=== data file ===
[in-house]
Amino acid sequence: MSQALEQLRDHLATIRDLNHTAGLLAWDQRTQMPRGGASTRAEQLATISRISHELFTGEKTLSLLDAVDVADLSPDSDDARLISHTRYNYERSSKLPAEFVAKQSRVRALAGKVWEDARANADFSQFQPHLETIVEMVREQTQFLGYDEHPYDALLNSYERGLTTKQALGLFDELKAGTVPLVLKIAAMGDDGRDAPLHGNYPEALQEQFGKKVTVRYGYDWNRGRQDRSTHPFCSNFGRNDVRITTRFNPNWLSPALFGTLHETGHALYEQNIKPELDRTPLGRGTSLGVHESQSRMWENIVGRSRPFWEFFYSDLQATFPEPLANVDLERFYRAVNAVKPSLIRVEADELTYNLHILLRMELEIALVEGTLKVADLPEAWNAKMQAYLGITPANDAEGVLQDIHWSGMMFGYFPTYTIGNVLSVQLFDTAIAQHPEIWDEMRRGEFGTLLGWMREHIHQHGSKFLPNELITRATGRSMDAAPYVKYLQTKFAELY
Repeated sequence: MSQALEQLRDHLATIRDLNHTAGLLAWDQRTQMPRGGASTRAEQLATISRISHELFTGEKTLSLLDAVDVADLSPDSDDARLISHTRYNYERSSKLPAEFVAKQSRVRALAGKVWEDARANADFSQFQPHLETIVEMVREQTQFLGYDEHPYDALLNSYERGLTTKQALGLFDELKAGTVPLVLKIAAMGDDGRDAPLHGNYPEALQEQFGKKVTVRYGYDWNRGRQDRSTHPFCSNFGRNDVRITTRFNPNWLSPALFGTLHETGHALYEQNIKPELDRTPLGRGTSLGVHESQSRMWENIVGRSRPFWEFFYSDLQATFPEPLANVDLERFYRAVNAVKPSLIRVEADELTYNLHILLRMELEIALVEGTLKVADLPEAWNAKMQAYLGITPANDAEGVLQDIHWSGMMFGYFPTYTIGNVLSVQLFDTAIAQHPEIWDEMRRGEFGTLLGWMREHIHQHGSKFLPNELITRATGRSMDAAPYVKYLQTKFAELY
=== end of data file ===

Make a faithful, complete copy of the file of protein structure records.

[in-house]
Amino acid sequence: MSQALEQLRDHLATIRDLNHTAGLLAWDQRTQMPRGGASTRAEQLATISRISHELFTGEKTLSLLDAVDVADLSPDSDDARLISHTRYNYERSSKLPAEFVAKQSRVRALAGKVWEDARANADFSQFQPHLETIVEMVREQTQFLGYDEHPYDALLNSYERGLTTKQALGLFDELKAGTVPLVLKIAAMGDDGRDAPLHGNYPEALQEQFGKKVTVRYGYDWNRGRQDRSTHPFCSNFGRNDVRITTRFNPNWLSPALFGTLHETGHALYEQNIKPELDRTPLGRGTSLGVHESQSRMWENIVGRSRPFWEFFYSDLQATFPEPLANVDLERFYRAVNAVKPSLIRVEADELTYNLHILLRMELEIALVEGTLKVADLPEAWNAKMQAYLGITPANDAEGVLQDIHWSGMMFGYFPTYTIGNVLSVQLFDTAIAQHPEIWDEMRRGEFGTLLGWMREHIHQHGSKFLPNELITRATGRSMDAAPYVKYLQTKFAELY
Repeated sequence: MSQALEQLRDHLATIRDLNHTAGLLAWDQRTQMPRGGASTRAEQLATISRISHELFTGEKTLSLLDAVDVADLSPDSDDARLISHTRYNYERSSKLPAEFVAKQSRVRALAGKVWEDARANADFSQFQPHLETIVEMVREQTQFLGYDEHPYDALLNSYERGLTTKQALGLFDELKAGTVPLVLKIAAMGDDGRDAPLHGNYPEALQEQFGKKVTVRYGYDWNRGRQDRSTHPFCSNFGRNDVRITTRFNPNWLSPALFGTLHETGHALYEQNIKPELDRTPLGRGTSLGVHESQSRMWENIVGRSRPFWEFFYSDLQATFPEPLANVDLERFYRAVNAVKPSLIRVEADELTYNLHILLRMELEIALVEGTLKVADLPEAWNAKMQAYLGITPANDAEGVLQDIHWSGMMFGYFPTYTIGNVLSVQLFDTAIAQHPEIWDEMRRGEFGTLLGWMREHIHQHGSKFLPNELITRATGRSMDAAPYVKYLQTKFAELY